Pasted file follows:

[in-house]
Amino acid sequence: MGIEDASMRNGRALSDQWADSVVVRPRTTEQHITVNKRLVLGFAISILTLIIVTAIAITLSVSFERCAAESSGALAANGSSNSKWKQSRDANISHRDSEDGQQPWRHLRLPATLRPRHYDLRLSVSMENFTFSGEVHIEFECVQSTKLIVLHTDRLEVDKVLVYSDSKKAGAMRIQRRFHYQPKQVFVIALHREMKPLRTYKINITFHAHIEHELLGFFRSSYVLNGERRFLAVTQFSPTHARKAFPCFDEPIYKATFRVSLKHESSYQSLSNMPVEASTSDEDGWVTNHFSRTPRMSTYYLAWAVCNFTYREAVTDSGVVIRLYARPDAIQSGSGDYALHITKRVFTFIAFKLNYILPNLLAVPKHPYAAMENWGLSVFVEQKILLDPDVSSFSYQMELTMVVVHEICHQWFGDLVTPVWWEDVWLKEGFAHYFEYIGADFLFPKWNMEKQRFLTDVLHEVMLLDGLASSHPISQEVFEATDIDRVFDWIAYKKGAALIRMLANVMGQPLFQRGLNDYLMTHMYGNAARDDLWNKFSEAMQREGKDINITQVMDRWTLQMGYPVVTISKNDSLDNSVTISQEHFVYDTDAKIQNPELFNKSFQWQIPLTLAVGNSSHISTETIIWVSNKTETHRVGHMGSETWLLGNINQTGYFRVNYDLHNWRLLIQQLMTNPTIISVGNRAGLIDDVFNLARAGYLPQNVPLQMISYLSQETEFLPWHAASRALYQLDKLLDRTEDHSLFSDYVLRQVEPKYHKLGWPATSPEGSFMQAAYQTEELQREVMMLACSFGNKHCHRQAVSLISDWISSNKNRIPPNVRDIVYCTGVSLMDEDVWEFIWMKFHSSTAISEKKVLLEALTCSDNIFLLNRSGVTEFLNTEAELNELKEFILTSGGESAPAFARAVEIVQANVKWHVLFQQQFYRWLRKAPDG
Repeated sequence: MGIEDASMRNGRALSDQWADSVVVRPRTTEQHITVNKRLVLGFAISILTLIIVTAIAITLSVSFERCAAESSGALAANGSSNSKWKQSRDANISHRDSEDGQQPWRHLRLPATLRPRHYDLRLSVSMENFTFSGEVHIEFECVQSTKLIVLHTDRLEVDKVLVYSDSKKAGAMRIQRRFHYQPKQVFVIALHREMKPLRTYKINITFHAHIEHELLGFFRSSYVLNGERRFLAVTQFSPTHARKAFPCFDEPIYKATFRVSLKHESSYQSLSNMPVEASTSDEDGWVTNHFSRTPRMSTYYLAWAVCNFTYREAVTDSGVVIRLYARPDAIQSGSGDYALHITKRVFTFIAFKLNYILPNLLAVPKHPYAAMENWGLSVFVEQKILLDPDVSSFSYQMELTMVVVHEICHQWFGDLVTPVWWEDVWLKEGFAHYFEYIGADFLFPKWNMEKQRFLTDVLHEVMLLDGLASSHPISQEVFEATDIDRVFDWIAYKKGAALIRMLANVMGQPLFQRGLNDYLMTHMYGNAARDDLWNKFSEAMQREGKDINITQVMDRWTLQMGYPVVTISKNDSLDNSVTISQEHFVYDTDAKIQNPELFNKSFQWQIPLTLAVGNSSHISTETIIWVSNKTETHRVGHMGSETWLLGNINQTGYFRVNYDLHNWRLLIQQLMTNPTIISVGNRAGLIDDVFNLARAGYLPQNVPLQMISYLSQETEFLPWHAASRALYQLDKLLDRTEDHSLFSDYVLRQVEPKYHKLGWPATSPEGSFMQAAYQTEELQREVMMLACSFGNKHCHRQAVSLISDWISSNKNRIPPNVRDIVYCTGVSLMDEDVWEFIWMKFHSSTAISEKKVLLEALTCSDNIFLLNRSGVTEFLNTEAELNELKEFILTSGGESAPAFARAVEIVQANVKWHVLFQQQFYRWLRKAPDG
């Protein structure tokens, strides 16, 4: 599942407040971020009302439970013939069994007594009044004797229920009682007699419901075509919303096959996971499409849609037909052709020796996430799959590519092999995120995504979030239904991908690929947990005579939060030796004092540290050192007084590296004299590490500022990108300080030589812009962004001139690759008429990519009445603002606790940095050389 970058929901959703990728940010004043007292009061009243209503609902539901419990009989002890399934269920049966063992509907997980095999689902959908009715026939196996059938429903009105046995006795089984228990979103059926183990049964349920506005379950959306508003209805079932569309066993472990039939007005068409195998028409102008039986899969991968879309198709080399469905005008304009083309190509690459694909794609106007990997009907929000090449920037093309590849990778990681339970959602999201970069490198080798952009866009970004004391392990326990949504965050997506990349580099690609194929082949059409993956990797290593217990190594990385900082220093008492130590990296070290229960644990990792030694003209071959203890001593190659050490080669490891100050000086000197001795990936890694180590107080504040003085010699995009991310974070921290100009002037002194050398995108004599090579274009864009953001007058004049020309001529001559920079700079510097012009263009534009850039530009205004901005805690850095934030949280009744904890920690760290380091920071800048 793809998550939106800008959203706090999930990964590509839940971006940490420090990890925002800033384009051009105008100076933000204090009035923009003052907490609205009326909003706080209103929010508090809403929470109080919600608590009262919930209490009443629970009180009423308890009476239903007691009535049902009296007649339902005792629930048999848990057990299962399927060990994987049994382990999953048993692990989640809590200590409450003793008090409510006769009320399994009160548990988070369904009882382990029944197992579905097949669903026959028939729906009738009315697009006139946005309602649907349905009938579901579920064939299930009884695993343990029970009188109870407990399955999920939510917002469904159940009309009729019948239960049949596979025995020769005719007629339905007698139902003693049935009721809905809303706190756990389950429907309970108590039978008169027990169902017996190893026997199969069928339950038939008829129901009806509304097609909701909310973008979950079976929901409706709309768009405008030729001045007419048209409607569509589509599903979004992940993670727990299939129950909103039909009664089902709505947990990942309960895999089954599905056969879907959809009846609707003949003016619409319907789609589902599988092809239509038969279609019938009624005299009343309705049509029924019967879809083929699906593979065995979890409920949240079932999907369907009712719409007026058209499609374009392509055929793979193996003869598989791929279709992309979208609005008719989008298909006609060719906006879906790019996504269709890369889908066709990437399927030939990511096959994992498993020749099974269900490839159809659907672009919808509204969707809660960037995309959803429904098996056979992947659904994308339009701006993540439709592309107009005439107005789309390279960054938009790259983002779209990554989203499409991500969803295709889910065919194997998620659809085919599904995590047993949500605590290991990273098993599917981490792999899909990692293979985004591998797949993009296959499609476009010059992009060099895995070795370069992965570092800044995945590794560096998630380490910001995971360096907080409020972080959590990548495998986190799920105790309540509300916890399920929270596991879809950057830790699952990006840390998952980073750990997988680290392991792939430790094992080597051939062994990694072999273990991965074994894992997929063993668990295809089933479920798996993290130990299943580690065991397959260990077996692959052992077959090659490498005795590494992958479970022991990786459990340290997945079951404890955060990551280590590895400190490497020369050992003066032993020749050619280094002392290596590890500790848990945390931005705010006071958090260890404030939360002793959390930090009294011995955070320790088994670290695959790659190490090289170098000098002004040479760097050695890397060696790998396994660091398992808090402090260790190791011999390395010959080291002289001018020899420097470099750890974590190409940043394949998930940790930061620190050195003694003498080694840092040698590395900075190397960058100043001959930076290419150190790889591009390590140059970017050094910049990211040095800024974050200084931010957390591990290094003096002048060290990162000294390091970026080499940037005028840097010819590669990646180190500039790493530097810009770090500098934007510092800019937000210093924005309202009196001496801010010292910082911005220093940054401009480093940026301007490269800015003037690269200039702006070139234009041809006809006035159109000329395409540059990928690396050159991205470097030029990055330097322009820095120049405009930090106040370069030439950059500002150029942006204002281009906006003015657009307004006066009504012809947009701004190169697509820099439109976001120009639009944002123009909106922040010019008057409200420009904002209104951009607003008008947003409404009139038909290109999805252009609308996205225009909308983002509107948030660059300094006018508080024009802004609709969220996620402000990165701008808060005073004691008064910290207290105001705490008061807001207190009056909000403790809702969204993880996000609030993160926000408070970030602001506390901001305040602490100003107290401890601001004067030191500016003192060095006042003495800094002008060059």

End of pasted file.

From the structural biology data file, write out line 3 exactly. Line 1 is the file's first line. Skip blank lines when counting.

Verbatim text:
Repeated sequence: MGIEDASMRNGRALSDQWADSVVVRPRTTEQHITVNKRLVLGFAISILTLIIVTAIAITLSVSFERCAAESSGALAANGSSNSKWKQSRDANISHRDSEDGQQPWRHLRLPATLRPRHYDLRLSVSMENFTFSGEVHIEFECVQSTKLIVLHTDRLEVDKVLVYSDSKKAGAMRIQRRFHYQPKQVFVIALHREMKPLRTYKINITFHAHIEHELLGFFRSSYVLNGERRFLAVTQFSPTHARKAFPCFDEPIYKATFRVSLKHESSYQSLSNMPVEASTSDEDGWVTNHFSRTPRMSTYYLAWAVCNFTYREAVTDSGVVIRLYARPDAIQSGSGDYALHITKRVFTFIAFKLNYILPNLLAVPKHPYAAMENWGLSVFVEQKILLDPDVSSFSYQMELTMVVVHEICHQWFGDLVTPVWWEDVWLKEGFAHYFEYIGADFLFPKWNMEKQRFLTDVLHEVMLLDGLASSHPISQEVFEATDIDRVFDWIAYKKGAALIRMLANVMGQPLFQRGLNDYLMTHMYGNAARDDLWNKFSEAMQREGKDINITQVMDRWTLQMGYPVVTISKNDSLDNSVTISQEHFVYDTDAKIQNPELFNKSFQWQIPLTLAVGNSSHISTETIIWVSNKTETHRVGHMGSETWLLGNINQTGYFRVNYDLHNWRLLIQQLMTNPTIISVGNRAGLIDDVFNLARAGYLPQNVPLQMISYLSQETEFLPWHAASRALYQLDKLLDRTEDHSLFSDYVLRQVEPKYHKLGWPATSPEGSFMQAAYQTEELQREVMMLACSFGNKHCHRQAVSLISDWISSNKNRIPPNVRDIVYCTGVSLMDEDVWEFIWMKFHSSTAISEKKVLLEALTCSDNIFLLNRSGVTEFLNTEAELNELKEFILTSGGESAPAFARAVEIVQANVKWHVLFQQQFYRWLRKAPDG